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About this weblog
Here we'll explore the nexus of legal rulings, Capitol Hill policy-making, technical standards development, and technological innovation that creates -- and will recreate -- the networked world as we know it. Among the topics we'll touch on: intellectual property conflicts, technical architecture and innovation, the evolution of copyright, private vs. public interests in Net policy-making, lobbying and the law, and more.

Disclaimer: the opinions expressed in this weblog are those of the authors and not of their respective institutions.

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June 21, 2012

SCOTUS Puts (Minor) Constraint on FCC Censorship

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Posted by Alan Wexelblat

I had to go back to 2006 to find the last time I'd blogged on this topic. Finally, six years later, we get some relief. Today, unanimously, the Supreme Court said that the FCC cannot arbitrarily (and retroactively) fine a broadcaster under its "fleeting obscenity" standard.

Unfortunately, the Court declined to opine on the bigger issues of speech and censorship in general; instead, they focused on the fact that the broadcasters could not have known in advance that they would run afoul of post-broadcast complaints. The Court explicitly invited the FCC to revise its guidelines. Here's the relevant paragraph from the judgment summary:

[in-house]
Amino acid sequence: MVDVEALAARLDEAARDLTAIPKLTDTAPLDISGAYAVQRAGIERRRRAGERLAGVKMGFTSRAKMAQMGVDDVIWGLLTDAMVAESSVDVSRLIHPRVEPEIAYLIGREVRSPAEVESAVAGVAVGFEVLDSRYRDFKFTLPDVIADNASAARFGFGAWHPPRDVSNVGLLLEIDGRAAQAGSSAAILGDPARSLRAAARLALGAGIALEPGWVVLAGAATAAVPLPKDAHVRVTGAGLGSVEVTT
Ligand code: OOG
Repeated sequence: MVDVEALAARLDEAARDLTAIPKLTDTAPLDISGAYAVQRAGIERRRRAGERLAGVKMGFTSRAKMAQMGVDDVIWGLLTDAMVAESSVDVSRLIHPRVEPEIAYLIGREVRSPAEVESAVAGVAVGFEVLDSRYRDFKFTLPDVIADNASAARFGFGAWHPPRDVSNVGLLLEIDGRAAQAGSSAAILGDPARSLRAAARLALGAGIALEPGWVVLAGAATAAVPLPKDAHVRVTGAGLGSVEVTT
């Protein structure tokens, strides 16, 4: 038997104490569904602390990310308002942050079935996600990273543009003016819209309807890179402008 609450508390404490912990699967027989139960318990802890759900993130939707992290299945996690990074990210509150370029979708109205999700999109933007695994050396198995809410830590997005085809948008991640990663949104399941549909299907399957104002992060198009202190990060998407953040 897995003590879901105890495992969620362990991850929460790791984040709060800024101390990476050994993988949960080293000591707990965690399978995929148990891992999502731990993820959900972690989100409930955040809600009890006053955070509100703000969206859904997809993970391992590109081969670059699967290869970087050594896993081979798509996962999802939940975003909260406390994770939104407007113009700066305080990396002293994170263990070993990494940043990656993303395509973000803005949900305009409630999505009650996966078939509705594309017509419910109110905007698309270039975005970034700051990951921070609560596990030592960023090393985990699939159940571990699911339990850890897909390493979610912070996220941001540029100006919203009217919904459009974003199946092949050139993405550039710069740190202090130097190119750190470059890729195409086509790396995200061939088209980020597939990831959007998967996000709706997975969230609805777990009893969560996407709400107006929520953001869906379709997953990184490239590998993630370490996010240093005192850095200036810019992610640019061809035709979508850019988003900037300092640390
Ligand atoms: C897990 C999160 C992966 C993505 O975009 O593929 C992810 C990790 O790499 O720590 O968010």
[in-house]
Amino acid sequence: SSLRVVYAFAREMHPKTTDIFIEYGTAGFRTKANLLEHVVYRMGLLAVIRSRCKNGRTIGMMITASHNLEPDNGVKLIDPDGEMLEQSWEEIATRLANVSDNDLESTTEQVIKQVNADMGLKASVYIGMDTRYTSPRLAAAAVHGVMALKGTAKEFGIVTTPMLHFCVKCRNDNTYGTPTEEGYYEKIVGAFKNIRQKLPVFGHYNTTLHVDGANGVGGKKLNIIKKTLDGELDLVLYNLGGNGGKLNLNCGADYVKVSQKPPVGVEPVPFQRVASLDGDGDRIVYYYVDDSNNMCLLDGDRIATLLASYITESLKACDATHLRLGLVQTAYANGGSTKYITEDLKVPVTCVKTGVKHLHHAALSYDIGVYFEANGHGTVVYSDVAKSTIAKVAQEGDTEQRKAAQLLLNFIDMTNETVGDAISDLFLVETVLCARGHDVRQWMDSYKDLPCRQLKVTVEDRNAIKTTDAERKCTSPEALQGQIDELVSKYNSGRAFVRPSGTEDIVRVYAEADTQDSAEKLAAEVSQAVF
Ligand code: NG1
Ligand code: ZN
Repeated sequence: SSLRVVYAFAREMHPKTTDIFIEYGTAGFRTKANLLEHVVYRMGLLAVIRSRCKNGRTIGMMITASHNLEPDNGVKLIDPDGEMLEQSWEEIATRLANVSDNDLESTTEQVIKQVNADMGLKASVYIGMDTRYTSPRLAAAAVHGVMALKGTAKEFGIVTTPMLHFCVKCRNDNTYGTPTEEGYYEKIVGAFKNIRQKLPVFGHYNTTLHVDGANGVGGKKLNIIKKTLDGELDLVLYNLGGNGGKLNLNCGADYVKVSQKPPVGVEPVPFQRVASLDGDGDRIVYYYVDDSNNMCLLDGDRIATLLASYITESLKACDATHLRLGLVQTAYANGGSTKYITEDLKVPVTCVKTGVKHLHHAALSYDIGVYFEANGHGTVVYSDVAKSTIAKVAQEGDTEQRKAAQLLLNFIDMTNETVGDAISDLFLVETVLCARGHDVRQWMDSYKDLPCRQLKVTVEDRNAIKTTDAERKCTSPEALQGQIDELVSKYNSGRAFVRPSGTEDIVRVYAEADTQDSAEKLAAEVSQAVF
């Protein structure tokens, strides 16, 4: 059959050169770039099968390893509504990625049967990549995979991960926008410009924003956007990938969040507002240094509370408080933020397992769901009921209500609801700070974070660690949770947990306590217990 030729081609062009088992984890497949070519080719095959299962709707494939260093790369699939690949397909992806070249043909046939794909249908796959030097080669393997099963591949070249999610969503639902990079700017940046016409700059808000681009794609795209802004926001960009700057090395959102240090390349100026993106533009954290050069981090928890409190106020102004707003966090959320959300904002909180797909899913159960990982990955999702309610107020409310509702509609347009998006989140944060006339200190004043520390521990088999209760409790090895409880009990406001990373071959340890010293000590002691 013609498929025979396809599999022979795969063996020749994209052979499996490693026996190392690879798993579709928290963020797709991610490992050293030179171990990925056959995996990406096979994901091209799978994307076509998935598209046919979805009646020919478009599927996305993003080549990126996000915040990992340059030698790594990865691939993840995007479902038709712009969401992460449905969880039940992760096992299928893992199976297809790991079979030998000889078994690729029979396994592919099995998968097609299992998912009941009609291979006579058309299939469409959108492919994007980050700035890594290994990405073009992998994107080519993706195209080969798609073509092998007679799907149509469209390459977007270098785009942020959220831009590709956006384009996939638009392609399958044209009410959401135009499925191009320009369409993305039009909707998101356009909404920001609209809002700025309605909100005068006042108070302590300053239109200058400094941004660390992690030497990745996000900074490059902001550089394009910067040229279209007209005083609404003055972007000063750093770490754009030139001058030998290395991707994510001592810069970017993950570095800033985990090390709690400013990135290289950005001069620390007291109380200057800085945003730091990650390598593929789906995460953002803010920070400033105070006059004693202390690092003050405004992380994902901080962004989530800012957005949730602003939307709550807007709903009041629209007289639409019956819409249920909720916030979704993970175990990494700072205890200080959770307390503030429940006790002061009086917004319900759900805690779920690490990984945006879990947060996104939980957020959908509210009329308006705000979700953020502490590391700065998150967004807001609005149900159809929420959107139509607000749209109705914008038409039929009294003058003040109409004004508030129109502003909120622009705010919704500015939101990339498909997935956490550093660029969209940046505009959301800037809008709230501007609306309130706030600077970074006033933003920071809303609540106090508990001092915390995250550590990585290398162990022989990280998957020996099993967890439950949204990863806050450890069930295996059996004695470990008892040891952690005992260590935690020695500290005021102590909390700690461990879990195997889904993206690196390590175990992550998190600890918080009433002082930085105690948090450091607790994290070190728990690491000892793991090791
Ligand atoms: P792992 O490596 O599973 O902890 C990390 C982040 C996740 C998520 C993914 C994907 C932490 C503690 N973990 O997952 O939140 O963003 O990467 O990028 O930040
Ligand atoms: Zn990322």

It is necessary to make three observations about this decision's scope. First, because the Court resolves these cases on fair notice grounds under the Due Process Clause, it need not address the First Amendment implications of the Commission's indecency policy or reconsider Pacifica at this time. Second, because the Court rules that Fox and ABC lacked notice at the time of their broadcasts that their material could be found actionably indecent under then-existing policies, the Court need not address the constitutionality of the current indecency policy as expressed in the Golden Globes Order and subsequent adjudications. Third, this opinion leaves the Commission free to modify its current indecency policy in light of its determination of the public interest and applicable legal requirements and leaves courts free to review the current, or any modified, policy in light of its content and application.

That's disappointing, but not wholly unexpected. SCOTUS has declined to rule on the First Amendment issues of the FCC's policies before. I'm disappointed, as I believe that arbitrary restrictions on word choice - with or without prior notice - are the essence of government censorship that the First was designed to prevent and that the FCC remains an agency that is too far out of control. It needs to be reined in strongly, not invited politely to write a new ridiculous set of rules that will have to be litigated for another decade.

However, since the focus of this blog has shifted considerably in the last half-decade this will probably be my only post on this topic.

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